10 Ways NYC AI Discrimination Rules May Affect Employers

April 20, 2023

Click for PDF

The New York City Department of Consumer and Worker Protection, or DCWP, released final rules on April 6 regarding the city’s Local Law 144 and announced that it would begin enforcement on July 5.

Local Law 144 restricts employers and employment agencies from using an automated employment decision tool in hiring and promotion decisions unless it has been the subject of a bias audit by an “independent auditor” no more than one year prior to use. The law also imposes certain posting and notice requirements to applicants and employees subject to the use of AEDTs.

The DCWP is vested with the authority to amend the Rules of the City of New York under the New York City Charter and New York City Administrative Code. As detailed below, the DCWP’s final rules make a number of noteworthy changes and attempt to clarify the law.

1. The rules attempt to clarify the scope of covered AEDTs.

Local Law 144 defines an AEDT as:

Any computational process, derived from machine learning, statistical modeling, data analytics, or artificial intelligence, that issues simplified output, including a score, classification, or recommendation, that is used to substantially assist or replace discretionary decision making for making employment decisions that impact natural persons.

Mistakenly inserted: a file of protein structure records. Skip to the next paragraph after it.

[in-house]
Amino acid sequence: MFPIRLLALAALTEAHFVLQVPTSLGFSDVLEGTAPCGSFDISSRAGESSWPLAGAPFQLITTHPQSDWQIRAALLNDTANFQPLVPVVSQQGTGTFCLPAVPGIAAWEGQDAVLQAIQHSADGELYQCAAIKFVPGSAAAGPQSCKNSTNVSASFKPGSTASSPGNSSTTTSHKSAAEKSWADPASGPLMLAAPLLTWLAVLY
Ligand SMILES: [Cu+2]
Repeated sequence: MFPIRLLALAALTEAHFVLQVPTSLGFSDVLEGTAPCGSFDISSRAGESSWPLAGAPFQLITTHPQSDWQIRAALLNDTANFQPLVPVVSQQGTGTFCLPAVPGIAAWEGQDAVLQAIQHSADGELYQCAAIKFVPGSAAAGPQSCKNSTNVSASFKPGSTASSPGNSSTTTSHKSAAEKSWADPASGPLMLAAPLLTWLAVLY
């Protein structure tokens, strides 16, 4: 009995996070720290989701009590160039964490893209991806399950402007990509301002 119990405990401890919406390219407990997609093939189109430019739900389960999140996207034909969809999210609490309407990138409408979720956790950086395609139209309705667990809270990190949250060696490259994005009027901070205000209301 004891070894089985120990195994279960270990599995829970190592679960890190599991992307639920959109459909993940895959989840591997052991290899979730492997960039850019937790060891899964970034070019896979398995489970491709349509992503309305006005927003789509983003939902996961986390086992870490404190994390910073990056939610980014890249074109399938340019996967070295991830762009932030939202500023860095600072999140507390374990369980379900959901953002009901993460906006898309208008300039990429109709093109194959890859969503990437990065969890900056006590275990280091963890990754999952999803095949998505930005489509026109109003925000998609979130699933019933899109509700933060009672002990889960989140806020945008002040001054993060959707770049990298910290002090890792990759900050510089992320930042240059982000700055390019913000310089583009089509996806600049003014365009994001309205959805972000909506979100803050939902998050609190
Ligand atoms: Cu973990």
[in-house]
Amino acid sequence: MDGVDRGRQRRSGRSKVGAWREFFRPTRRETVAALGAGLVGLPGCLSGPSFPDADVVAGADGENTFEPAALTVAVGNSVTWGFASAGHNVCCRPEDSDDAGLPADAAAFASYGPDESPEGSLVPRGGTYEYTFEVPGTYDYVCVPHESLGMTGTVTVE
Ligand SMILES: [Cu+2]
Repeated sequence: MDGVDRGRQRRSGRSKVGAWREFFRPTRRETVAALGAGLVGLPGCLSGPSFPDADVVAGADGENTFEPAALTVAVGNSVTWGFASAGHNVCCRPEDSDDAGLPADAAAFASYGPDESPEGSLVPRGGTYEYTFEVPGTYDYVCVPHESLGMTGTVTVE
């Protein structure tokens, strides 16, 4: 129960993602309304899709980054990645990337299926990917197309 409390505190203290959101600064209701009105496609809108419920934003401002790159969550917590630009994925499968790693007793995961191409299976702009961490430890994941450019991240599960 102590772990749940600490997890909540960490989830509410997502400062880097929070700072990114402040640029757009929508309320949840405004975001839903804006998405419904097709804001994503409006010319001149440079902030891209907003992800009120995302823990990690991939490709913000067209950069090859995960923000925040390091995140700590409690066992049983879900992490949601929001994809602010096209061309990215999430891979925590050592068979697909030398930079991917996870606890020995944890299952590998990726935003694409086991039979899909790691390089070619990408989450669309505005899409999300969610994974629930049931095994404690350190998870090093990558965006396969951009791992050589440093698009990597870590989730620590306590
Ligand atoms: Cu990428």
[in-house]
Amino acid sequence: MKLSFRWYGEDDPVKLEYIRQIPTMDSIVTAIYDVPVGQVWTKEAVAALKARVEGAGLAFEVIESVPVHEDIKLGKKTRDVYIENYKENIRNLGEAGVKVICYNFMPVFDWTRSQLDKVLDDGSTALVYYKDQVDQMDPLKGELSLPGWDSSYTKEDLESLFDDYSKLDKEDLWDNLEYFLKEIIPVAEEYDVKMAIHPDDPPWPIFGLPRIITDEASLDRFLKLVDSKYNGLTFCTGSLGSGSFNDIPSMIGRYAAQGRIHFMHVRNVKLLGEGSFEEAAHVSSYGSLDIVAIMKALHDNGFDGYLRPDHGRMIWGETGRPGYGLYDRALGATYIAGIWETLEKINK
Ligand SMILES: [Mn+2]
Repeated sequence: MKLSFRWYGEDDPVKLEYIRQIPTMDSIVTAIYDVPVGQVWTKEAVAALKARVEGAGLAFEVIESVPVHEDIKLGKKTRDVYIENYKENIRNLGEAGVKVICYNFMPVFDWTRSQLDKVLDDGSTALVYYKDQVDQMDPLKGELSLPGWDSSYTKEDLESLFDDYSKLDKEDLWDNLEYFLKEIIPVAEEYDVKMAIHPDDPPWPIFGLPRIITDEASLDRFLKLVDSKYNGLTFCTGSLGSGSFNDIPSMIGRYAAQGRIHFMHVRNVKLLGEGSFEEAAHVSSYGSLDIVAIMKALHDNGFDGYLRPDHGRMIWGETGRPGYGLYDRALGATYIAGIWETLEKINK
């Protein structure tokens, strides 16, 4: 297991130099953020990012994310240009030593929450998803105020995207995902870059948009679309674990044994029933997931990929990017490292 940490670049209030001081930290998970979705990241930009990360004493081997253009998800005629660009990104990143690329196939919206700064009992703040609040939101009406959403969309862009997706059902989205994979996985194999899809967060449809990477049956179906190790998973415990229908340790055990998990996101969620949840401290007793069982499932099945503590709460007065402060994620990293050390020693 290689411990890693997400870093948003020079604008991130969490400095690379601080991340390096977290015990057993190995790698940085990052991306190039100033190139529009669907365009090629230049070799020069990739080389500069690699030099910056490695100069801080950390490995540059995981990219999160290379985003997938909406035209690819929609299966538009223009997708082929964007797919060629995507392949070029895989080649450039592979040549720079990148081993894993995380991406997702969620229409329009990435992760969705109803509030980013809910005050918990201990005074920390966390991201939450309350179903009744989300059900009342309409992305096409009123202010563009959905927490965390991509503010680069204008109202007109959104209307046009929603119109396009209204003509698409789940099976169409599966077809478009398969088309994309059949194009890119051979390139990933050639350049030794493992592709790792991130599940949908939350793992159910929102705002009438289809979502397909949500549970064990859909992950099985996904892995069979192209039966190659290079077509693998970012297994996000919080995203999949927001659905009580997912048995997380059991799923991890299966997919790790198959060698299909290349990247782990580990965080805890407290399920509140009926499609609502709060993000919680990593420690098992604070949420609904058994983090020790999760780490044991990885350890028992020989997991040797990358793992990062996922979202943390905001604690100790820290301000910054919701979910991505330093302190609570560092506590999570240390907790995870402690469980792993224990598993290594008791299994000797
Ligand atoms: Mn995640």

The final rules seek to clarify two of the key phrases within this definition.

The final rules define “machine learning, statistical modeling, data analytics, or artificial intelligence” as a group of mathematical, computer-based techniques:

  • That generate a prediction, e.g., an assessment of a candidate’s fit or likelihood of success, or a classification, e.g., categorizing applicants based on skill sets or aptitude; and
  • For which a computer identifies, at least in part, the inputs and their relative importance and, if applicable, other parameters to improve the model’s predictive accuracy.

The phrase “to substantially assist or replace discretionary decision making” is defined as:

  1. To rely solely on a simplified output (score, tag, classification, ranking, etc.), with no other factors considered; or
  2. To use a simplified output as one of a set of criteria where the simplified output is weighted more than any other criterion in the set; or
  3. To use a simplified output to overrule conclusions derived from other factors including human decision-making.

Notably, this definition appears to permit employers to use the AEDT without conducting a bias audit where an AEDT’s output falls outside the specified circumstances.

Local Law 144 provides several examples of tools outside the scope of covered AEDT, i.e., calculators, junk email filters and spreadsheets. The final rules, however, do not provide any further examples.

Read More

Reproduced with permission. Originally published by Law360, New York (April 19, 2023).

Gibson Dunn’s lawyers are available to assist in addressing any questions you may have regarding these developments. Please contact the Gibson Dunn lawyer with whom you usually work, any member of the firm’s Labor and Employment practice group, or the authors:

Harris M. Mufson – Co-Chair, Whistleblower Team, New York (+1 212-351-3805, [email protected])

Danielle J. Moss – New York (+1 212-351-6338, [email protected])

Emily Maxim Lamm – Washington, D.C. (+1 202-955-8255, [email protected])